The Coronavirus pandemic has led to one of the most challenging years many of us have ever experienced. As the world begins to safely reopen, there are a number of questions regarding the COVID-19 vaccines. Join Dr. Michael Okun, Chair of Neurology and Executive Director of the Norman Fixel Institute for Neurological Diseases at the University of Florida Health College of Medicine, on Wednesday, June 23 at 3 pm EST for a Facebook Live discussing the vaccines, exploring the impact on the Tourette Syndrome and Tic Disorder community, addressing myths surrounding the vaccines, and examining the future of the new normal.
To attend the Facebook Live, please sign up on the Tourette Association’s Facebook page.
- Discussing the vaccine’s impact on those with Tourette Syndrome and Tic Disorders.
- How to access the vaccine and what you should expect.
- You’ve been vaccinated – what’s next? A look into the future of the “new normal.”
Got a question for Dr. Okun? Ask it in advance!
Dr. Michael S. Okun received his M.D. with honors from the University of Florida. He was fellowship trained by Mahlon DeLong, Jerrold Vitek and Ray Watts at Emory University in Atlanta GA before moving to found the movement disorders program at the University of Florida. He is currently Chair of Neurology, Professor and Executive Director of the Norman Fixel Institute for Neurological Diseases at the University of Florida Health College of Medicine. The UF institute he co-founded with Kelly D. Foote, M.D. is unique in that it is comprised of over 100 interdisciplinary faculty members from diverse areas of campus, all of whom are dedicated to care, outreach, education and research.
Dr. Okun was instrumental in the construction of a one-stop patient-centered clinical-research experience for national and international patients seeking care at the University of Florida. This change in care and research delivery has since been named the service and science hub model of care. The UF based center draws national and international visitors interested in deploying this innovative clinical-research model. Dr. Okun has served as the National Medical Director for the Parkinson’s Foundation since 2006 and as the Medical Advisor for Tyler’s Hope for a Dystonia Cure.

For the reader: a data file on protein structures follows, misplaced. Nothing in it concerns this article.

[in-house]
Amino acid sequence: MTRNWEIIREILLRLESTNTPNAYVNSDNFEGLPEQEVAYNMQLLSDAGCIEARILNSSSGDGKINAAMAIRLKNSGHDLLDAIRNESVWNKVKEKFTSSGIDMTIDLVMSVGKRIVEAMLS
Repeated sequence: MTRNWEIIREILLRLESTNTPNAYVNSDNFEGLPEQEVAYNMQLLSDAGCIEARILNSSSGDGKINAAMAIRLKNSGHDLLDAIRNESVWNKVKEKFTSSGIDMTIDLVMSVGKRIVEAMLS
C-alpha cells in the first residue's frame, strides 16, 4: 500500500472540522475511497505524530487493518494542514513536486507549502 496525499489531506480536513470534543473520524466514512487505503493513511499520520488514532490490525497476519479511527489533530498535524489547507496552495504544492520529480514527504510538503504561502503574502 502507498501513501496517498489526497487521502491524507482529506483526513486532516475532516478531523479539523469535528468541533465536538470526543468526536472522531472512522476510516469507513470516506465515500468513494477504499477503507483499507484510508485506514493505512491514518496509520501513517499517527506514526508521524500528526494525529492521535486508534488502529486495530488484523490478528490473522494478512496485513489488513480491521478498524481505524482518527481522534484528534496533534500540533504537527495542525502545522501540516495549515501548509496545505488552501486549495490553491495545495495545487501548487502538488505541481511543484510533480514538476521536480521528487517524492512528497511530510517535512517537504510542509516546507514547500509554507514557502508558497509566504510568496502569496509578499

He has been supported by grants from the National Institutes of Health, the Smallwood Foundation, the Tourette Association of America, the Parkinson Alliance, the Bachmann-Strauss Foundation, the Parkinson’s Foundation, and the Michael J. Fox Foundation. Dr. Okun has an active research career exploring non-motor basal ganglia brain features and currently holds two NIH R01 grants and several foundation grants exploring various aspects of deep brain stimulation and neuromodulation.
Dr. Okun has been an integral part of some of the pioneering studies exploring the cognitive, behavioral, and mood effects of brain stimulation and since 2005 his laboratory has been working to uncover the electrical brain signals associated with human tic. He has also partnered with Dr. Ayse Gunduz and Kelly Foote to develop a first generation of closed loop adaptive deep brain stimulation approaches.
Dr. Okun was the founding PI for the International Database and Public Registry for Tourette Deep Brain Stimulation. He and his group have contributed data to support the FDA approval of several device related approaches now used to treat human disease.
Dr. Okun holds the Adelaide Lackner Professorship in Neurology and has published over 400 peer-reviewed articles. He is a poet (Lessons From the Bedside, 1995) and his book, Parkinson’s Treatment: 10 Secrets to a Happier Life, was translated into over 20 languages. His most recent book Ending Parkinson’s: A Prescription for Action was co-authored with Drs Ray Dorsey, Bastian Bloem and Todd Sherrer. Dr. Okun was recognized in a 2015 White House ceremony by the Obama administration as a Champion of Change for Parkinson’s Disease.
Dr. Okun is also the previous Chair of the TAA’s MAB and was also the PI of the Tourette Deep Brain Stimulation International Registry and Database sponsored by the TAA.